He fascinated me.
I almost fell out of my leafy perch to get a better look.
The gold edge of his white robe brushed the ground as he slowly lit each candle. There was a seriousness to his movements that arrested my attention. As each flame roared to life, I saw his dark eyes close a moment. Though I had no idea the importance of the candles, his dedication to God was clear.
I inched forward. It certainly didn’t look like the sanctuary of my father’s church. How I longed to be invisible as the kaleidoscope windows called my name, to let the solemn smell waft over me and take in the beauty of human craftsmen reflecting the eternal. Something nudged my soul.
But an 11-year-old pastor’s daughter from the local Bible church doesn’t go into a Catholic church, no matter how pretty the windows. She hides in a tree and spies on the priest, hoping he doesn’t see her.
Beauty seemed complicated—worship heavy with doctrine and the questions too scary to think about—so I ran and hid in my compartments of right and wrong.
Until a professor dared to say, “Everything is theological.” He patiently listened as I argued, yet he held his ground.
I thought catechism was irrevocably tied with Catholicism. But in truth, it’s only tied with theology. The framework I understood was simple: memorize the words in the Bible. Know them and you will know God.
Except that’s not completely accurate.
That unintentional catechism had some massive holes. The largest of which: why?
I have awards from Bible club, spiral-bound books filled with Bible verses dutifully recited to my leader. I can still quote most of them, yet without asking that one question it was like looking through a dimly colored piece of glass. No dimension. No depth.
My compartments collided when I tried to teach Sunday school. I struggled to hold “everything is theological” and “memorize to know God.” Questions about traditions pushed me to write a lot of words as I processed my thoughts.
How can I expect these kids to know God when all I give them is a good moral story?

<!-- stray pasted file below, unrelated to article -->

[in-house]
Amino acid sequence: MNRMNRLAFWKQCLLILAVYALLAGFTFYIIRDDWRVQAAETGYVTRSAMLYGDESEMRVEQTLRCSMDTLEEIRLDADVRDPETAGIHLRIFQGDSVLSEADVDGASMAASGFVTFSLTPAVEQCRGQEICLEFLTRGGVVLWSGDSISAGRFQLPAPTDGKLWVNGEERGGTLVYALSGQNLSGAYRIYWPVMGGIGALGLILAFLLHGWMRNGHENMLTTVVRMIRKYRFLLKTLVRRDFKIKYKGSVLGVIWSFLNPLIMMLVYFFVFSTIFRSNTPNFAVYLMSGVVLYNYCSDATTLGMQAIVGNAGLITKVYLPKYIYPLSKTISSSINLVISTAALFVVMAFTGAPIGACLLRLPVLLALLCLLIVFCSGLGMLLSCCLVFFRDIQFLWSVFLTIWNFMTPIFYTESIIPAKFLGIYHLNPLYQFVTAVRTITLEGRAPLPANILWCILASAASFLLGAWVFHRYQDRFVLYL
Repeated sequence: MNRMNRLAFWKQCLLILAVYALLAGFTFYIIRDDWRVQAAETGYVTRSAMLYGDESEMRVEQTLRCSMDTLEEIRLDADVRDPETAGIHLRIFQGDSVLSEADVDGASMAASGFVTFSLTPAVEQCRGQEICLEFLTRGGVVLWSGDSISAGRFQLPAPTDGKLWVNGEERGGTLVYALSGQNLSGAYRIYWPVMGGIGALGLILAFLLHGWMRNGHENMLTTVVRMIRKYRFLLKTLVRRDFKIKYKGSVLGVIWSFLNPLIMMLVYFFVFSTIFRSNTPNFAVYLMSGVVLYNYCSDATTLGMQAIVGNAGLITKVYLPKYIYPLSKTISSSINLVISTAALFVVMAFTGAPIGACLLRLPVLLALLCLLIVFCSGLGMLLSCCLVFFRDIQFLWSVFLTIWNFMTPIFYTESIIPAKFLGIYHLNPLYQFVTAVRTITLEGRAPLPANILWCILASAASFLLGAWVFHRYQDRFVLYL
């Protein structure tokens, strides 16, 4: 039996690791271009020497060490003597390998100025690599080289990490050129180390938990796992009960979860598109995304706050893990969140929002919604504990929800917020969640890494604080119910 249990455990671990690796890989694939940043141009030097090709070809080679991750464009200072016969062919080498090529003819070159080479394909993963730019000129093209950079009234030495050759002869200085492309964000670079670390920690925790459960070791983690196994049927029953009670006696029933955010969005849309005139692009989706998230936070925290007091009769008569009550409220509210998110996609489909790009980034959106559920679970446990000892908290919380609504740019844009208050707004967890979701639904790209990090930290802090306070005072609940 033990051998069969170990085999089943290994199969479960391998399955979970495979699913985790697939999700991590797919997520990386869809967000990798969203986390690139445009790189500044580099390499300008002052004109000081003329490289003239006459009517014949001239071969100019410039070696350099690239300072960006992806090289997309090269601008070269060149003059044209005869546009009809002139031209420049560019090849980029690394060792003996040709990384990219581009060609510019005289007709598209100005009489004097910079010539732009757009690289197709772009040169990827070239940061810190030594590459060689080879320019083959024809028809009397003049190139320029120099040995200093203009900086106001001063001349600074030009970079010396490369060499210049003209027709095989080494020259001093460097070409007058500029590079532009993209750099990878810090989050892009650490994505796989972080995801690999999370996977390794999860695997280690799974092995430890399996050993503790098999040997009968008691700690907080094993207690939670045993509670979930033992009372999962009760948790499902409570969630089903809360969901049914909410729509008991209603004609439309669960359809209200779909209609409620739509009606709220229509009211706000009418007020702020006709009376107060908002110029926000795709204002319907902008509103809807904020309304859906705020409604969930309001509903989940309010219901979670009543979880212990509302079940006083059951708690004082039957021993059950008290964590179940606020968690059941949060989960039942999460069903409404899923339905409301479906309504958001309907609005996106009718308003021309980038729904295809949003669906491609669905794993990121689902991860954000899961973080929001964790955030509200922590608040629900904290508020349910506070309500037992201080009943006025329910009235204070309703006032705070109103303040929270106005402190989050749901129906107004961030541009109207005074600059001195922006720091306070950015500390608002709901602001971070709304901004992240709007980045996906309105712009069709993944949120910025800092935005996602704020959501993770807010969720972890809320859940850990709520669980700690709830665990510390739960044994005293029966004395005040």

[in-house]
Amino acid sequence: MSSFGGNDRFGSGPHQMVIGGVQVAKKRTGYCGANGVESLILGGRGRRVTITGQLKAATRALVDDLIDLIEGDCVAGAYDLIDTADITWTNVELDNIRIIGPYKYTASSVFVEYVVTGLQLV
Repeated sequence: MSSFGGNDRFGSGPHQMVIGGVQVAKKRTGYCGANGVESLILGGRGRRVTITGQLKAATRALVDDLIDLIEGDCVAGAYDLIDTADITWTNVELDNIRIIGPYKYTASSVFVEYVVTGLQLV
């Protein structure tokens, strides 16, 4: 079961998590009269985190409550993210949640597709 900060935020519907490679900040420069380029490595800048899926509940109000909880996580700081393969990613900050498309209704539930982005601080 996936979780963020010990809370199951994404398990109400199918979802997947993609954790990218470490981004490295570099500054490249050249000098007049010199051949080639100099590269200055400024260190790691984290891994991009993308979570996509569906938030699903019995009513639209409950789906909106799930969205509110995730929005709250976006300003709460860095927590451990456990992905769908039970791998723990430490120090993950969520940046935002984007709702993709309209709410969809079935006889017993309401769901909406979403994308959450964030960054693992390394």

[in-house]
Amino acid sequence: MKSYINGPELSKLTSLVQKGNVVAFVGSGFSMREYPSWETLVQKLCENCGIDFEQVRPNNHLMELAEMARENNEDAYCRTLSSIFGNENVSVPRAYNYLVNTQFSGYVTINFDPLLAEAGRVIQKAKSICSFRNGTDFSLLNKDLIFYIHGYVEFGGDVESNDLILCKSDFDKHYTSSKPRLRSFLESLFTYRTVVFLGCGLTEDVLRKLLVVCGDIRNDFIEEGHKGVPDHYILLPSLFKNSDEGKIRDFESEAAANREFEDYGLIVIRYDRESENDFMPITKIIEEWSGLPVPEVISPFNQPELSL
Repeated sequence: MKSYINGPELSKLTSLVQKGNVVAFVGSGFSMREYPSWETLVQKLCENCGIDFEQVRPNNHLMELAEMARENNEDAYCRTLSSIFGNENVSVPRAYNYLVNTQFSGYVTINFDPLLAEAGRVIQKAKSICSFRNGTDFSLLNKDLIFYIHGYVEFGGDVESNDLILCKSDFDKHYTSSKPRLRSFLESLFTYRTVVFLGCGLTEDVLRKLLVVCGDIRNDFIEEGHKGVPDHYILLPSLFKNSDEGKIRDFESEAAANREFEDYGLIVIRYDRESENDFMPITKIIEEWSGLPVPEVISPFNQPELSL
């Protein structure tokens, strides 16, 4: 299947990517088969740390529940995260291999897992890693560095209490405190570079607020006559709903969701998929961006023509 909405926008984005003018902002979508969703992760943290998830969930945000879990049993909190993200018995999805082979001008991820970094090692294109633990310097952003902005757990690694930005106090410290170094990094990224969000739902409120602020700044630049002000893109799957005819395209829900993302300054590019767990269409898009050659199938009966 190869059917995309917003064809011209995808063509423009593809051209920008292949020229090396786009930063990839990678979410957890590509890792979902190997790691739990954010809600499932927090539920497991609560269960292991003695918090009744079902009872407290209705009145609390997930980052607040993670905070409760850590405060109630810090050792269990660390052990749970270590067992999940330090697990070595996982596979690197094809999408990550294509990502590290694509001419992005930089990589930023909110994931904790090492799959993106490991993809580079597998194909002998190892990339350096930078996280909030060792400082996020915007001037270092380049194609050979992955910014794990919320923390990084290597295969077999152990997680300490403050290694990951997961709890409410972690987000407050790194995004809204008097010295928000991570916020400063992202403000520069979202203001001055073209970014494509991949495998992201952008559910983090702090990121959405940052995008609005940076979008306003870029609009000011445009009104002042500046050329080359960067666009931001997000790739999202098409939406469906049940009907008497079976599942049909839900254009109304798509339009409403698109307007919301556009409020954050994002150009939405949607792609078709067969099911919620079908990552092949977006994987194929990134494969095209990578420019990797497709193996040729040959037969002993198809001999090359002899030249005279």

Why do churches silence those who ask that holy question “why”?
Do I even know the answer?
All I heard was an echo until I began writing what I knew about God.
Little by little, I started to see it: the purple and blue mixed with yellow and flecked with green. To my surprise, the cache of verses I knew only enhanced the beauty I saw.
It wasn’t the God I thought I’d find.
He didn’t demand perfection without giving me his grace. His wrath was continually set aside and grace chosen instead. Justice and mercy were not in contradiction, but perfectly balanced. It was his kindness that led me to pray during Bible club one night, and it was again his kindness to continue giving me the pieces to see him for who he is.
Peering through the leaves all those years ago, I knew I had “fire insurance,” but I wish someone would’ve said, “It’s okay! Go sit in that beautiful room. Let those stained-glass windows draw your mind and heart to him. Don’t be afraid to ask questions. God isn’t limited by your thoughts or even your doubts. Feel his love as you see the beauty he created just for you.”
Even though as a kaleidoscope turns the view looks as if it changes completely, the pieces are still the same. You’re just getting a different perspective.
The catechism is no different. Asking the questions and seeing the answers, as children and then as adults, simply gives us a different view of the God who never changes.
What were your previous experiences with the question “why?” when it comes to doctrine in the church?
What does the phrase, “everything is theological” means to you? What does it evoke? What questions does it raise?
How have you experienced seeing a different view of the same God who never changes, or a different view of the same bible passage(s) that haven’t changed?
What do you appreciate the most about the Heidelberg Catechism? And the least? Why?